Estimating Routine Poultry Mortality Masses based on Systems Operation


Current design standards and operation guidelines for poultry mortality disposal methods do not adequately account for the non-steady production of carcasses on poultry farms.  A common method is to assume poultry die at a constant annual death rate at the mean weight for a placement of birds.  While this method may be an accurate estimation for relatively steady-state operations such as egg laying, it grossly overestimates mortality production at the beginning of a grow-out cycle and underestimates mortality production towards the end of a grow-out cycle for meat production operations such as broilers and turkeys.

An expert panel was convened by the Agricultural Working Group of the Chesapeake Bay Program to determine annual mortality, nitrogen and phosphorus masses produced by broiler, turkey, and laying operations in the watershed.  This paper concentrates on the mortality masses estimations determined by the panel on a weekly and grow-out basis, using broilers as an example.

What Did We Do?

The weight of mortalities produced each week was determined by combining the expected weekly death rate with growth pattern for broilers.  In other words, weight of mortalities collected each week in a grow-out period is equal to number of birds dying during the week times the weight of birds at the time of death.  Mortalities collected for an entire grow-out period are then calculated by summing the weekly values.  This method can be used to determine mortalities produced for any market weight of bird because market weight is determined by the length of grow-out – all modern commercial broilers having the same basic growth pattern.

What Have We Learned?

Figure 1 illustrates the average growth pattern of broilers using company-provided data for genetic lines commonly used in the Delmarva region.  Figure 2 shows weekly mortalities for broilers based on a data set used by the USDA-NRCS in Delaware to design capacity of mortality freezers and industry data provided confidentially to the retired Delaware Extension Poultry Specialist. This death rate data is for antibiotic-free birds. Combining figures 1 and 2 gives the expected weight of mortalities collected by a farmer each week during grow-out per 1,000 broilers placed in a building (Figure 3).  Figure 3 shows that weight of mortalities increases each week at an exponential rate with a high degree of correlation (R2 = 0.975).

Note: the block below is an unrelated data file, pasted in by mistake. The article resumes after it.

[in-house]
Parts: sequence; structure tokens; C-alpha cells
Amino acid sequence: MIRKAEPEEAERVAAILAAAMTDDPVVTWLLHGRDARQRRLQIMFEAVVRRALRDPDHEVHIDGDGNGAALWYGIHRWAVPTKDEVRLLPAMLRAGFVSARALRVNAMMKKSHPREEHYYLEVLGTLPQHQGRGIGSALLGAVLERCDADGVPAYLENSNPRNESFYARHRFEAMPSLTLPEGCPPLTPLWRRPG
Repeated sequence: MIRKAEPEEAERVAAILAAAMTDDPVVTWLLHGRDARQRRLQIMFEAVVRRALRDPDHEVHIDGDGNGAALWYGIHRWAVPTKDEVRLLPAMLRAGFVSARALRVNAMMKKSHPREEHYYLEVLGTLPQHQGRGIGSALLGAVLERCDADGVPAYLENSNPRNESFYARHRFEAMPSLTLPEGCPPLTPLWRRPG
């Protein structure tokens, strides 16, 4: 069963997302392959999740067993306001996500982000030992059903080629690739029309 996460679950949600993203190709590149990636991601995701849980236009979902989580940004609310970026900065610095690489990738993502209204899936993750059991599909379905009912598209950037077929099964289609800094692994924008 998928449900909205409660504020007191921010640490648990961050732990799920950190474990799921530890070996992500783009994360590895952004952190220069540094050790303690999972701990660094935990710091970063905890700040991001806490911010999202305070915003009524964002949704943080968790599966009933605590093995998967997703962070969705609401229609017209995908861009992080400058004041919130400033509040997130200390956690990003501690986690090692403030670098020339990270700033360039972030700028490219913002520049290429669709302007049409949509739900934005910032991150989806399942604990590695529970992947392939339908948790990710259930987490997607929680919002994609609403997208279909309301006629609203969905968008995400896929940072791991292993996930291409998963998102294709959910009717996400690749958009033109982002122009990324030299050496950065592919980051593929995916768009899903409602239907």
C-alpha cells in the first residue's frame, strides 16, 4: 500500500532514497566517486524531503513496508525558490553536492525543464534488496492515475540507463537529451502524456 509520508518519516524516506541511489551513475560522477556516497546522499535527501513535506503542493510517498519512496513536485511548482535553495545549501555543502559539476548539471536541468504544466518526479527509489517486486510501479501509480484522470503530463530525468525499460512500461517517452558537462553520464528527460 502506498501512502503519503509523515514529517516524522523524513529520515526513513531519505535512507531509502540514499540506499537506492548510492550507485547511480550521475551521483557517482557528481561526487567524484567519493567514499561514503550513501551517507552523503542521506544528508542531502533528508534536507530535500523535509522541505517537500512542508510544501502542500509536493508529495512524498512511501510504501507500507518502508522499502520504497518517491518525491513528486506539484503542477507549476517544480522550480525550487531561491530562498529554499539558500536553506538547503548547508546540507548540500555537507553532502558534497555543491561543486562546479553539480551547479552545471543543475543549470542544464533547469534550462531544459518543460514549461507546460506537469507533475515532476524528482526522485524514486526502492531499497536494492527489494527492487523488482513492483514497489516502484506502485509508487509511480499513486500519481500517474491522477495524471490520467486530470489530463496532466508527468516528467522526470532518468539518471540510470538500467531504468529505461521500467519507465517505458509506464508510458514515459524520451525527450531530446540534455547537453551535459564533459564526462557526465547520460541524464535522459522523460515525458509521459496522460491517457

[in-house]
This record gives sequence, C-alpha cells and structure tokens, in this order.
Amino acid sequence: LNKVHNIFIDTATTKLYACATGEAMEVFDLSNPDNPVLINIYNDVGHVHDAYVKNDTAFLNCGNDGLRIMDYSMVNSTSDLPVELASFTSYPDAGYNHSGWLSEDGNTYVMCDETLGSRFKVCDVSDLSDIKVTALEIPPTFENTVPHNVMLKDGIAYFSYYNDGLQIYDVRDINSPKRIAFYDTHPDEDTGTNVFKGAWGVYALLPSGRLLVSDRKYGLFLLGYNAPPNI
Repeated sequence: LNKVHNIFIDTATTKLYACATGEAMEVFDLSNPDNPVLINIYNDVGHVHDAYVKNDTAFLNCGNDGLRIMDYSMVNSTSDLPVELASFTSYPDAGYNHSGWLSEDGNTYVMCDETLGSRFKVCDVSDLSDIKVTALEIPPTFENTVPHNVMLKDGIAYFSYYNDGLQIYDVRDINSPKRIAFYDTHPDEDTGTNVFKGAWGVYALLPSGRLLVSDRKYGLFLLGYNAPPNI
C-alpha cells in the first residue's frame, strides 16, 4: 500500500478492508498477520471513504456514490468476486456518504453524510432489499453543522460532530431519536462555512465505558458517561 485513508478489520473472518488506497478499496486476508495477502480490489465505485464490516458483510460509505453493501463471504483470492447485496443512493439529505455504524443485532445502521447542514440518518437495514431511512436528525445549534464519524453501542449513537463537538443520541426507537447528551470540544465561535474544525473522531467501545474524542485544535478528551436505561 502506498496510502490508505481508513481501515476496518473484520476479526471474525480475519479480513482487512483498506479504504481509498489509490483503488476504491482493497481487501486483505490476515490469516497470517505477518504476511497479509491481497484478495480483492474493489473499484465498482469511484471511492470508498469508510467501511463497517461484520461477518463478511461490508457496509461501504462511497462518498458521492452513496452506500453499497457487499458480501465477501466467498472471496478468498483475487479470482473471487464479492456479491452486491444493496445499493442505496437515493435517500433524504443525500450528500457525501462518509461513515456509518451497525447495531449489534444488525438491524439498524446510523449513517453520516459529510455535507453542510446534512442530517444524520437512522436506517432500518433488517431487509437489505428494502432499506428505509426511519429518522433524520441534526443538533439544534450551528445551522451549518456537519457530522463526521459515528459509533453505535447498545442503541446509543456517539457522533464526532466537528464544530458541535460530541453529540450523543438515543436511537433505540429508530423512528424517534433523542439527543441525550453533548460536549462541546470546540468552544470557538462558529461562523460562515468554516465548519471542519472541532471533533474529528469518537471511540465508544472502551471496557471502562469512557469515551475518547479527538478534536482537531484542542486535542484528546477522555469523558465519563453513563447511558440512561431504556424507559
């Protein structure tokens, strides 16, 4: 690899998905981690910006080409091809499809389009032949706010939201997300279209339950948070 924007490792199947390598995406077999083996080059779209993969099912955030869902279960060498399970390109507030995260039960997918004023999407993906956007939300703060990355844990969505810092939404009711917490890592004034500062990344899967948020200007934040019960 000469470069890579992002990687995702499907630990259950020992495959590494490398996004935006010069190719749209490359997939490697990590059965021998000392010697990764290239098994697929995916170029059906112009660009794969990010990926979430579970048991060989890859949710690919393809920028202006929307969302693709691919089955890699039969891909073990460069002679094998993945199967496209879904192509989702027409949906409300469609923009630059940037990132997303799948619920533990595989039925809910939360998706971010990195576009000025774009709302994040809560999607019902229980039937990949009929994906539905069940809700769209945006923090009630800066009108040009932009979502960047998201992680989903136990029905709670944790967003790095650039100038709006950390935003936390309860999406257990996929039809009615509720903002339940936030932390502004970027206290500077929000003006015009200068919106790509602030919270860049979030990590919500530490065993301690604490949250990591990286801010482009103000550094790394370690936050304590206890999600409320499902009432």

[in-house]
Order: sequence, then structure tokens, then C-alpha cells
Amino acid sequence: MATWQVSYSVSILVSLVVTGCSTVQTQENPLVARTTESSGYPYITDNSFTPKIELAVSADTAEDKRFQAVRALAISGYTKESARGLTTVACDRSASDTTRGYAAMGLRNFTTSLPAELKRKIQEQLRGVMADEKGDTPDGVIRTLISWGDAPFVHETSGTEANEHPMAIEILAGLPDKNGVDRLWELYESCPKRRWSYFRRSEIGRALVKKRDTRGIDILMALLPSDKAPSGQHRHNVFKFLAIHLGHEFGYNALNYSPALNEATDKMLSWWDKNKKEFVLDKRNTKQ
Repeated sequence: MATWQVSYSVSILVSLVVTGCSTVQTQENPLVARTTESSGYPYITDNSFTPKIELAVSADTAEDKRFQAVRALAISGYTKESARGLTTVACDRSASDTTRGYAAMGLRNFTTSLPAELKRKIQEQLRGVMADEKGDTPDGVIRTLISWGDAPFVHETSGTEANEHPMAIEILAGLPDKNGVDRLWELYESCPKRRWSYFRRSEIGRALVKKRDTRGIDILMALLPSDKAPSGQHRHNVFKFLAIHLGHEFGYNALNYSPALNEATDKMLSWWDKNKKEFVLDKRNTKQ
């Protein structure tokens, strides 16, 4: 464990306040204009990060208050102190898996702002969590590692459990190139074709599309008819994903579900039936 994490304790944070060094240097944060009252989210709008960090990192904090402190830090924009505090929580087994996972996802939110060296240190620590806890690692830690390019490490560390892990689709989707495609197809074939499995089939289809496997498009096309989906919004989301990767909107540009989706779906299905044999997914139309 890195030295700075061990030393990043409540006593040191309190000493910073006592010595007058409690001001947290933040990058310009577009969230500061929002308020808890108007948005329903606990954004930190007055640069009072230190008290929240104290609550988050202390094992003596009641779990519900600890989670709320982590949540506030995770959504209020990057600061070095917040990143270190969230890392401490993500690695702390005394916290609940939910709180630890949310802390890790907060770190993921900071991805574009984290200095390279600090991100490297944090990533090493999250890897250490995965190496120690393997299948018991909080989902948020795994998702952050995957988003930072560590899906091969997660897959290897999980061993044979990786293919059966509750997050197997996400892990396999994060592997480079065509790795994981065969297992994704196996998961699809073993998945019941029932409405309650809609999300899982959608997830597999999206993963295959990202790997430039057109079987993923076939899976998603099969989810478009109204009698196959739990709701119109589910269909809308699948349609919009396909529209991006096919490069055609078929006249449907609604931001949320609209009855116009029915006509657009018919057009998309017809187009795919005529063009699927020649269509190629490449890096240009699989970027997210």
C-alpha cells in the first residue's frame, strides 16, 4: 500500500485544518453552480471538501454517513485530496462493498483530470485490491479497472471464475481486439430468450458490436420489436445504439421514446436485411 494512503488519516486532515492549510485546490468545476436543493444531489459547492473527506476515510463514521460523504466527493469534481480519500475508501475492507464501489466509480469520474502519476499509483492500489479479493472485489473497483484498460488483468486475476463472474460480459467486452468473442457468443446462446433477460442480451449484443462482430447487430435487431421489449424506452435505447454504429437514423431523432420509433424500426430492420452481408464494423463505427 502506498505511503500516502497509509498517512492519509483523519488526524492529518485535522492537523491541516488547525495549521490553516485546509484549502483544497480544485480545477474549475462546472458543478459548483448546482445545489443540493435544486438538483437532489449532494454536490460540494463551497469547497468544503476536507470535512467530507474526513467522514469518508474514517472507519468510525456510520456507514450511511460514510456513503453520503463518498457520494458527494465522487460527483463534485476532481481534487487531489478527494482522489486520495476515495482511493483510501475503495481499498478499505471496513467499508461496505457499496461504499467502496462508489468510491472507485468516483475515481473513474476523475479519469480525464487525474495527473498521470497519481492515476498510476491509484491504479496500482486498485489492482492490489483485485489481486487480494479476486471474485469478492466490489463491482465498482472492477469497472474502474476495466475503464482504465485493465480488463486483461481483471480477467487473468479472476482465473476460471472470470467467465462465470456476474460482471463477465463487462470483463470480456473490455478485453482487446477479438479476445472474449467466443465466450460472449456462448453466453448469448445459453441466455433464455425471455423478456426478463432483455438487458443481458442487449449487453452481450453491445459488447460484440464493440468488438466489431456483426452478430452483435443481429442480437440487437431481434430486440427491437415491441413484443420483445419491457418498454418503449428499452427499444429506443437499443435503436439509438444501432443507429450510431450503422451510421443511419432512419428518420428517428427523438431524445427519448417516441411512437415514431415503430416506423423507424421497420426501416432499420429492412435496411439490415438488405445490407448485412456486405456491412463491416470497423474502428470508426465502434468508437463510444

Adding the weight of mortalities collected in one week to those collected in previous weeks gives the total weight collected up to date, or the cumulative weight of mortalities.  Since the time required to raise a bird to a certain market weight is known (Figure 1), we can plot the cumulative weight of mortalities during a grow-out period versus market weight of broilers (Figure 4).

The estimated weight of mortalities collected each week and the cumulative weight of mortalities collected over a grow out period can be used to better design and operate mortality disposal methods.

Figure 1. Growth Pattern of Modern Commercial Broilers
Figure 2. Weekly Death Rate of Modern Commercial Broilers
Figure 3. Weight of Mortalities Removed Each Week per 1,000 Broiler Placements
Figure 4. Weight of Mortalities Collected per 1,000 Broiler Placements over One Grow-Out Period for Various Market Weights.

Future Plans

A poultry farmer can use the maximum mass collected each week to accurately size a mortality incinerator or estimate the number of dead birds she will have to cover every day in a mortality composter. Multi-bin composters are usually designed to hold the entire mass of mortalities expected in a grow-out period – plus additional high-carbon and cover material.  Designing for this capacity is now possible with an accurate estimate of mortality weight collected per grow-out period.


Douglas W. Hamilton, Ph.D., P.E., Extension Waste Management Specialist, Oklahoma State University

Corresponding author email address

Additional authors

Thomas M. Bass, Livestock Environment Associate Specialist, Montana State University; Amanda Gumbert, PhD., Water Quality Extension Specialist, University of Kentucky; Ernest Hovingh, DVM, PhD., Research Professor Extension Veterinarian, Pennsylvania State University; Mark Hutchinson, Extension Educator, University of Maine; Teng Teeh Lim, PhD, P.E., Extension Professor, University of Missouri; Sandra Means, P.E., USDA NRCS, Environmental Engineer, East National Technology Support Center (Retired); George “Bud” Malone, Malone Poultry Consulting; Jeremy Hanson, WQGIT Coordinator – STAC Research Associate, Chesapeake Research Consortium – Chesapeake Bay Program

Additional Information

Hamilton, D., Bass, T.M., Gumbert, A., Hovingh, E., Hutchinson, M., Lim, T.-T., Means, S., and G. Malone. (2021). Estimates of nutrient loads from animal mortalities and reductions associated with mortality disposal methods and Best Management Practices (BMPs) in the Chesapeake Bay Watershed. Edited by J. Hanson, A. Gumbert & D. Hamilton.  Annapolis MD: USEPA, Chesapeake Bay Program (DRAFT).


Funding for this project was provided by the US-EPA Chesapeake Bay Program through Virginia Polytechnic and State University   EPA Grant No. CB96326201


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